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Unveiling the female `I' : autobiographies by Australian women born in the 1920s

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Holzer, Valarie (1991) Unveiling the female `I' : autobiographies by Australian women born in the 1920s. PhD thesis, University of Tasmania.

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Abstract

This study fulfils the need for research into
autobiographies of writers who have a number ot common
traits which will provide specific conclusions about
the art of autobiography. Unveiling the Female ' I' ;
Autobiographies by Australian Women Born in the 1920s
looks at works by fourteen writers who share the same
nationality, gender and decade of birth.
The Introduction documents the elusiveness of
women's autobiographies and briefly surveys the
critical situation to date, noting the lack of
consensus in just what an autobiography is. Criteria
have been established for extracting women's
autobiographies from the large range of female
autobiographical writings and the validity of the
linguistic devices used to examine these works is
justified.
Working from the proposition by Chodorow that
women are defined through process and by "other".
Chapter 1 looks at character and style in four autobiographies
of childhood to establish how this
forms the identity ot Australian women born in the
1920s.
Chapter 2 discusses two autobiographies of
childhood which focus on other aspects of personal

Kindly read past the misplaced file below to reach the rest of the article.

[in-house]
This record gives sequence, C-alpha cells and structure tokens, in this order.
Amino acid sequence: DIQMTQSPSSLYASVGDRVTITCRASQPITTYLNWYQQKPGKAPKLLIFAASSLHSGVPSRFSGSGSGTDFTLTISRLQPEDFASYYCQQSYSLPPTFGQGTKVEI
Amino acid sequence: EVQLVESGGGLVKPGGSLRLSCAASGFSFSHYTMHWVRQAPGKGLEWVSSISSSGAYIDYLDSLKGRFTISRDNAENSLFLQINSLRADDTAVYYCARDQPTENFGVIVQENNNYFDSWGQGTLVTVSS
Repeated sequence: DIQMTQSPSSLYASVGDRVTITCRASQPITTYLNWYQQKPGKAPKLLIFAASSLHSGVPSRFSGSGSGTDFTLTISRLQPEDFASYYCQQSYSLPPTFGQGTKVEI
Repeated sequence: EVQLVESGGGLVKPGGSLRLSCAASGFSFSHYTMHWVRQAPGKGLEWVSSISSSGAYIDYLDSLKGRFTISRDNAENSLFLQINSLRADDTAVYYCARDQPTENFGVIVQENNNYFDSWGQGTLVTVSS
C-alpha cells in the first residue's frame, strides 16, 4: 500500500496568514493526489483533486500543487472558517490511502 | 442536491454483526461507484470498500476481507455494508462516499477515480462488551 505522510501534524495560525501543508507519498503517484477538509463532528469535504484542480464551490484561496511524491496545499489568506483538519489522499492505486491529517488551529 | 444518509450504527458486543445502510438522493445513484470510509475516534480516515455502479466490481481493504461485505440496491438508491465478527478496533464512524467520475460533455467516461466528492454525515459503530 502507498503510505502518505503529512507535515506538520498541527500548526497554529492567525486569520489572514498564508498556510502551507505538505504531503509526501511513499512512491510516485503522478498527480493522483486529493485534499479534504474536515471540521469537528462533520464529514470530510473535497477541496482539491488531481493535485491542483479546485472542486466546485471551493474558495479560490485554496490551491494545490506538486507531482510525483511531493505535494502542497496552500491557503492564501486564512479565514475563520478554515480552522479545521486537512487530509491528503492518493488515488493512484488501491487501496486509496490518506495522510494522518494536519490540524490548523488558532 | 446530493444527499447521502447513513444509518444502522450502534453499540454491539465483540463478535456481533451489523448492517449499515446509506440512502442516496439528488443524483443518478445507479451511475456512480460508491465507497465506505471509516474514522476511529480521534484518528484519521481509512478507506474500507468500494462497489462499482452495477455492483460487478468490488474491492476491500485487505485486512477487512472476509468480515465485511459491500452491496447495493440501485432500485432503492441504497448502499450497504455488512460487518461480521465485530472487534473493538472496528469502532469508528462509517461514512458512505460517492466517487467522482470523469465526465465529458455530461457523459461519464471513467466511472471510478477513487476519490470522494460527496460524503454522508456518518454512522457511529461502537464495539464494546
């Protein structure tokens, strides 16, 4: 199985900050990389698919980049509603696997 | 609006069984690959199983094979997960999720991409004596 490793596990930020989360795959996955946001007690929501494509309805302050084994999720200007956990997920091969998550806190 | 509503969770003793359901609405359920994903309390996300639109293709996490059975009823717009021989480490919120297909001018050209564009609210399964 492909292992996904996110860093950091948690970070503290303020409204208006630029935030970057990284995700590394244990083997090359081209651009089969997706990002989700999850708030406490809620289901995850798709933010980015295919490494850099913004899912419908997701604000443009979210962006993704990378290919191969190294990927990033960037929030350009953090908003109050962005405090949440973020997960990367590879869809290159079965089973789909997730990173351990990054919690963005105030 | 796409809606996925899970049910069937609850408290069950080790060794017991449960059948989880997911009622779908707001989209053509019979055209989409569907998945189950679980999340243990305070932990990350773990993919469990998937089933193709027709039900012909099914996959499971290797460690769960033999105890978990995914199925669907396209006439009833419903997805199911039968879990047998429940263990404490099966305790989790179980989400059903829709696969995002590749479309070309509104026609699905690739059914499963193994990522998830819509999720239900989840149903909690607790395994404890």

development: Spence's Another October Child presents a
portrait of the development of a writer and Lindsay's Portrait of Pa is argued to be an autobiograpby of Jane
rather than a biography or Norman Lindsay.
The life stories of adults treated in Chapter 3
demonstrate the fallacy of the "quest" metaphor for female
writers and offer other life metaphors as more
appropriate for conveying their truths of identity.
The position of women in Australian society has
received close attention in recent years, and the
autobiographies by migrant and Aboriginal women which
are the topic of Chapter 4 illustrate their alienation
through their lack of cultural experience. Place
becomes cultural as well as physical for these women.
Dorothy Hewett's recently published Wild Card both
confirms and confounds the pattern of Australian
women's autobiography depicting the same period in a
highly and elaborately patterned way. Chapter 5
examines its statement about the role of truth in
autobiography.
Chapter 6 continues this direction and breaks new
ground by looking at the implications of "naming" and
photographs in both the structural and metaphoric
strands of the re-creation of identity.
The Conclusion considers how Australian women born
in the 1920s see their world and their values in
comparison with the male view of history. The study
draws together the threads of identity, world and truth
as represented in these self- life-writings.

Item Type: Thesis (PhD)
Keywords: Women authors, Australian, Australian literature
Copyright Holders: The Author
Copyright Information:

Copyright 1991 the Author - The University is continuing to endeavour to trace the copyright
owner(s) and in the meantime this item has been reproduced here in good faith. We
would be pleased to hear from the copyright owner(s).

Additional Information:

Thesis (Ph.D.)--University of Tasmania, 1992

Date Deposited: 19 Dec 2014 02:35
Last Modified: 11 Mar 2016 05:55
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